Behind the Design of the Liberty & Britannia Coin
Posted on February 09, 2024
By Stephanie Meredith February 8, 2024
Today, two of the world’s largest mints make history with the release of the Liberty and Britannia Program. The U.S. Mint and The Royal Mint partnered to create a collaborative design, pairing the figures of Liberty and Britannia on a coin for the first time. The chief engravers of each mint created a harmonious and balanced design celebrating both nation’s symbols, which have been used on coins for hundreds of years.
This is a first of its kind partnership for the two mints. In the past, the U.S. Mint and other world mints paired coins to create sets, such as the 2019 Pride of Two Nations released with the Royal Canadian Mint.
In 2020, the U.S. Mint and The Royal Mint collaborated on a gold coin set and a silver coin and medal set with a shared theme. The sets honored the 400th anniversary of the Mayflower voyage. A single artist, Artistic Infusion Program designer Chris Costello, created all the Mayflower designs for the products. After that successful partnership, the two mints looked for new ways to collaborate.
2024 Liberty and Britannia Gold Coin Obverse
U.S. Mint Chief Engraver Joe Menna and The Royal Mint Chief Engraver Gordon Summers paired the allegorical figures of Liberty and Britannia to celebrate the relationship between the United States and the United Kingdom. To Americans, Liberty embodies the defining principle of the nation. She has appeared on U.S. coins throughout history. The figure of Britannia is the personification of Britain and has appeared on British coins since the 1600s.
The chief engravers depict the two portraits in profile, resembling faces on a playing card. One is right side up while the other is upside down – until it’s rotated. “Coins are art that you hold in your hand. This one not only demands that you hold it in your hand, but to fully enjoy it, you need to rotate it,” explains Joe.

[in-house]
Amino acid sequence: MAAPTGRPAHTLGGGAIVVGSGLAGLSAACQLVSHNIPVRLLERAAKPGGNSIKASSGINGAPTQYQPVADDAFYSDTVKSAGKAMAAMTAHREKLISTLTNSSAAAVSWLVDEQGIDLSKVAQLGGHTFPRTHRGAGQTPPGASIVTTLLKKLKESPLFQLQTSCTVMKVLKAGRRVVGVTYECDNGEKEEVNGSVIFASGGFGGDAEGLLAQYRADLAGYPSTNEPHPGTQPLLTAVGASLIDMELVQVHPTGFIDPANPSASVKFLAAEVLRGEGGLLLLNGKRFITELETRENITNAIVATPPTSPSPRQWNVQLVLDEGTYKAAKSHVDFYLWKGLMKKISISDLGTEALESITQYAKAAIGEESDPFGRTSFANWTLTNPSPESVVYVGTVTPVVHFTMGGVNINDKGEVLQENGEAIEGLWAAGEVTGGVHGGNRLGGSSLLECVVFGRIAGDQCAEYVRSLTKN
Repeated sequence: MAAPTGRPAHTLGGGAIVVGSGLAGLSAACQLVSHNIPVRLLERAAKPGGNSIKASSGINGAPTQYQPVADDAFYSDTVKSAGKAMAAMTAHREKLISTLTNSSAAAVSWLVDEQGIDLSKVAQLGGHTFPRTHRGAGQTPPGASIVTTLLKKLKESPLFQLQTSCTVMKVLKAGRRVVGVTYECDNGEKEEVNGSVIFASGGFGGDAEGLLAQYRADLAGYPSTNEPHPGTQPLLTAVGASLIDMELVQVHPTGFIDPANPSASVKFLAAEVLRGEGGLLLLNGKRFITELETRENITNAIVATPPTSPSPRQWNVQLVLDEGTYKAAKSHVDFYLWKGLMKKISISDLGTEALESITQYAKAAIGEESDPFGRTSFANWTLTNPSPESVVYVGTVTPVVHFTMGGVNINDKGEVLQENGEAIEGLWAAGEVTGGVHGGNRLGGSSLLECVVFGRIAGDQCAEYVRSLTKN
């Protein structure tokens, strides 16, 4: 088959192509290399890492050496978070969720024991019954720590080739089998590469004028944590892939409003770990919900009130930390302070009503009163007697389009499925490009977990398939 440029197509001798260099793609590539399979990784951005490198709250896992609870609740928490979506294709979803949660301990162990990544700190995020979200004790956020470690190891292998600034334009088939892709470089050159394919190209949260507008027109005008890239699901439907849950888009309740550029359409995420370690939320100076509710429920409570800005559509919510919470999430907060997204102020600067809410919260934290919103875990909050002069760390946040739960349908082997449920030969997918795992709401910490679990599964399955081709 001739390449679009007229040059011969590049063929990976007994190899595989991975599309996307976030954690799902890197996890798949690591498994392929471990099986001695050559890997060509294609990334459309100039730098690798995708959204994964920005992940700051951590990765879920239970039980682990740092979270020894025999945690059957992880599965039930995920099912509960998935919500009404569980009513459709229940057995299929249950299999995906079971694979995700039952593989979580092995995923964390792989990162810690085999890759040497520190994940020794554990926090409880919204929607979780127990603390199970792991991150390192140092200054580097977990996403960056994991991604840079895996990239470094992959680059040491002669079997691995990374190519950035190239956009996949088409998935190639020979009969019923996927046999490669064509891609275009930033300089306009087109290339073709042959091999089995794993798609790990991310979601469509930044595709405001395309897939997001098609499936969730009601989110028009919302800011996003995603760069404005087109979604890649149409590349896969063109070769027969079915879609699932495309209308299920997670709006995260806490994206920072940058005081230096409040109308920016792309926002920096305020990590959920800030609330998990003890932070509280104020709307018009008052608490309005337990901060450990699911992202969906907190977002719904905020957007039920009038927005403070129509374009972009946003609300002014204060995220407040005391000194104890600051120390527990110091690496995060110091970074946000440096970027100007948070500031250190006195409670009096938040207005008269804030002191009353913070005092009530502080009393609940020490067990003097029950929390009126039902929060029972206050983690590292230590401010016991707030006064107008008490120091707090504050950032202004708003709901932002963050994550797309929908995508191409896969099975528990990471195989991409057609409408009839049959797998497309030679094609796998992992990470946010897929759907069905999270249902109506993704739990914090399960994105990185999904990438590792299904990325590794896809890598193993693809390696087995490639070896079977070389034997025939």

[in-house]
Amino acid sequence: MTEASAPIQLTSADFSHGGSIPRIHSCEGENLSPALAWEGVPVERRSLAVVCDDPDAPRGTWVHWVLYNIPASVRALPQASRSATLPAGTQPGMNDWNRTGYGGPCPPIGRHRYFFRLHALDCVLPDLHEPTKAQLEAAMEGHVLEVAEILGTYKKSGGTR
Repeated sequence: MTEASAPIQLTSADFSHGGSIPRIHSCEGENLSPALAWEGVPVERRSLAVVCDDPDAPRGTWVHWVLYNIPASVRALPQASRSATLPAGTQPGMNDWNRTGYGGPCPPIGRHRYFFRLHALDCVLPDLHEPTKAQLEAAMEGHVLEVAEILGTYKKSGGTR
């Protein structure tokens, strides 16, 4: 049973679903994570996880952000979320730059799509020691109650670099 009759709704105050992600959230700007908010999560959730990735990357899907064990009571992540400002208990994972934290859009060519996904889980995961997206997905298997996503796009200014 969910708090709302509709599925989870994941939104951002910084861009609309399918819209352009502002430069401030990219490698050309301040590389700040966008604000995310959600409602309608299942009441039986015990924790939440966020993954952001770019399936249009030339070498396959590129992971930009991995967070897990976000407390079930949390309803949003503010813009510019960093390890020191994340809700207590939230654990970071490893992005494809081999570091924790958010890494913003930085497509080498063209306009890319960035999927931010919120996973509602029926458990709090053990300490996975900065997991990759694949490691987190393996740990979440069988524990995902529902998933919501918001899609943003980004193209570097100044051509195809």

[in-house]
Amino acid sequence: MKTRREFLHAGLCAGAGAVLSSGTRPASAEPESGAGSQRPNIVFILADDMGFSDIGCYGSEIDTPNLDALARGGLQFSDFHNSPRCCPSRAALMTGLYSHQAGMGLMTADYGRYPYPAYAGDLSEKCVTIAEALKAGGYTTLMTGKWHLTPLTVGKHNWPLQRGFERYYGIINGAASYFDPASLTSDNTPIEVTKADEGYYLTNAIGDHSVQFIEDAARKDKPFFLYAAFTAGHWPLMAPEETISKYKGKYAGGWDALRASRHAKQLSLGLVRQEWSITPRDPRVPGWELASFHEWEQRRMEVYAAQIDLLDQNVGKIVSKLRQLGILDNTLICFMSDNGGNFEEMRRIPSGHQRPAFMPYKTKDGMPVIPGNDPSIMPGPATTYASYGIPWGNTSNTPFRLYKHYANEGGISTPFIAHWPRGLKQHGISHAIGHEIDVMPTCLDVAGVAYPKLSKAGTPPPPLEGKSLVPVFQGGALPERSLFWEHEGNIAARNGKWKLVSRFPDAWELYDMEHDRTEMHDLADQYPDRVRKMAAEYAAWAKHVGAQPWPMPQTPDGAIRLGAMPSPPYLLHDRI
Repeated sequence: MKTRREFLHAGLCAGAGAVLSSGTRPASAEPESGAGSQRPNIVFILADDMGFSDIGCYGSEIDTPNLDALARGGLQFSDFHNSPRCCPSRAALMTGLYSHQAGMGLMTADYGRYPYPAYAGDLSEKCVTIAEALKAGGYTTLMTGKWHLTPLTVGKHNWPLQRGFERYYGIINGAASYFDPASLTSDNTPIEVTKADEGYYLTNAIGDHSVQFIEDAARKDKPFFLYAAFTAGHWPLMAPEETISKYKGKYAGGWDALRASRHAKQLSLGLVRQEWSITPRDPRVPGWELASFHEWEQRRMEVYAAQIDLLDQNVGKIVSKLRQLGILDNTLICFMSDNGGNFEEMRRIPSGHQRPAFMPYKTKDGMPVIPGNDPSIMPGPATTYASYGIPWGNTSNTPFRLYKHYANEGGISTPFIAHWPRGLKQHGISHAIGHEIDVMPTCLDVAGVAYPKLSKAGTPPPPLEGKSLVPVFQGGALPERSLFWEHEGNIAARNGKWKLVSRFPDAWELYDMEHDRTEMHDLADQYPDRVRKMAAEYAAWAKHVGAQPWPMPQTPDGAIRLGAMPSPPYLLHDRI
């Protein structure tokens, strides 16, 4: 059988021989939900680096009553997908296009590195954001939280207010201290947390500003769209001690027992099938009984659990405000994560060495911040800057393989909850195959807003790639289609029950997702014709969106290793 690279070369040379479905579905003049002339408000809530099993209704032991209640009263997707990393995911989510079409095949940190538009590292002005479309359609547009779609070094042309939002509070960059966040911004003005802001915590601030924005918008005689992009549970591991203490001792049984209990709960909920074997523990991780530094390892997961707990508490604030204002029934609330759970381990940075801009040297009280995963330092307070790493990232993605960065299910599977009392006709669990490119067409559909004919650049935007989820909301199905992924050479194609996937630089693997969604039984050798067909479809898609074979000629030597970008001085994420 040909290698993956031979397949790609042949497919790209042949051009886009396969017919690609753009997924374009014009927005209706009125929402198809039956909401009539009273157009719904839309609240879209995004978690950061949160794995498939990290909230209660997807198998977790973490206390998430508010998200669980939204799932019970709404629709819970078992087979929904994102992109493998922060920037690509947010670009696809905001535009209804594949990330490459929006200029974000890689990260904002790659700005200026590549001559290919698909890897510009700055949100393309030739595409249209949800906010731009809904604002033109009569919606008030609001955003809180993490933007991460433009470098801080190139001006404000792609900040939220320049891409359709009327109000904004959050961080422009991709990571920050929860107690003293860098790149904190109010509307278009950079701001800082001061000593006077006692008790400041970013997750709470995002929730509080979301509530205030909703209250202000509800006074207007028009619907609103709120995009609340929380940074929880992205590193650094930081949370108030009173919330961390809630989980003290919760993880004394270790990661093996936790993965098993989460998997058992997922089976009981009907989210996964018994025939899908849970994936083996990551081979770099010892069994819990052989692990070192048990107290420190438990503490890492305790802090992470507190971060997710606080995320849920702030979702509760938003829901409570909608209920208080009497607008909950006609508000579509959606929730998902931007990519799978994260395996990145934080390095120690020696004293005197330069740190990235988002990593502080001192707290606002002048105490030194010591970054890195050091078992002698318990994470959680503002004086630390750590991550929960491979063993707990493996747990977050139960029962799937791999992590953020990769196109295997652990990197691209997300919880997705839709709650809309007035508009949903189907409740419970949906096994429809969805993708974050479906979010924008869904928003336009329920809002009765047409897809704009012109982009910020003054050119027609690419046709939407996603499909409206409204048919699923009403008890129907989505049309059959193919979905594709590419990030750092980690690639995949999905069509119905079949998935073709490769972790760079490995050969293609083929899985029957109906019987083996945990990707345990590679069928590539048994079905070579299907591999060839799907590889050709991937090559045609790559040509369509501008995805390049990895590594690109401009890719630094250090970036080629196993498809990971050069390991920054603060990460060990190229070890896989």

The symbols identify each figure. Liberty carries a torch and is adorned with stars. Joe says of Liberty, “Her hair is wild, and the stars are freely floating around her head.” Her features reflect the many different ethnicities that make up America so that everyone can see themselves in her image. The torch represents enlightenment and was a symbol used in historic designs such as Augustus Saint-Gaudens’ 1907 $20 gold coin.
Britannia wields a trident and wears a Corinthian helmet. The Corinthian helmet represents her origins as a figure on Roman coins. The Romans often depicted the province of Britannia as a woman. The trident reflects Britain’s maritime power in the 17th and 18th centuries when she first made her appearance on British coins.
To create this design, Joe and Gordon thought about what Liberty and Britannia meant to them. Then they traded drawings back and forth to envision a complementary treatment of both figures.
With the help of stakeholders from both mints, the ideas were narrowed down for the chief engravers to develop further. Committees in both countries reviewed the two final designs choices: Liberty and Britannia portraits arranged like a playing card or full figures standing next to each other. They chose the playing card option to recommend for final approval by the Secretary of the Treasury in the U.S. and King Charles III in the U.K.
The U.S. Mint will use this design on the obverse of a gold coin and a silver medal paired with a reverse design by Joe. The Royal Mint will use the design as the reverse on a variety of gold and silver coins with the king on the obverse.
Chief Engraver Joe Menna designed the reverse of the Liberty and Britannia gold coin and silver medal. The design shows the sun rising over the Atlantic Ocean. It is framed by two shores with a bristlecone pine tree in the west and an English yew tree in the east, representing both nations.
“The reverse is the idea of the two oldest trees on each continent reaching out across the sea to each other,” says Joe. The symbol of the bristlecone pine is taken from the 2023 American Liberty Gold Coin designed by Elana Hagler and sculpted by Joe. The sun references historic coin designs such as Adolph A. Weinman’s 1916 Walking Liberty half dollar. The water is very active, reminiscent of the Japanese prints that inspired Joe.
Speaking of the artistic freedom he felt during this project, Joe reflects, “The reverse of this coin is the first good coin design I feel I’ve ever done. I realized I had been designing coins the way I thought they should be designed instead of how I wanted to design them.”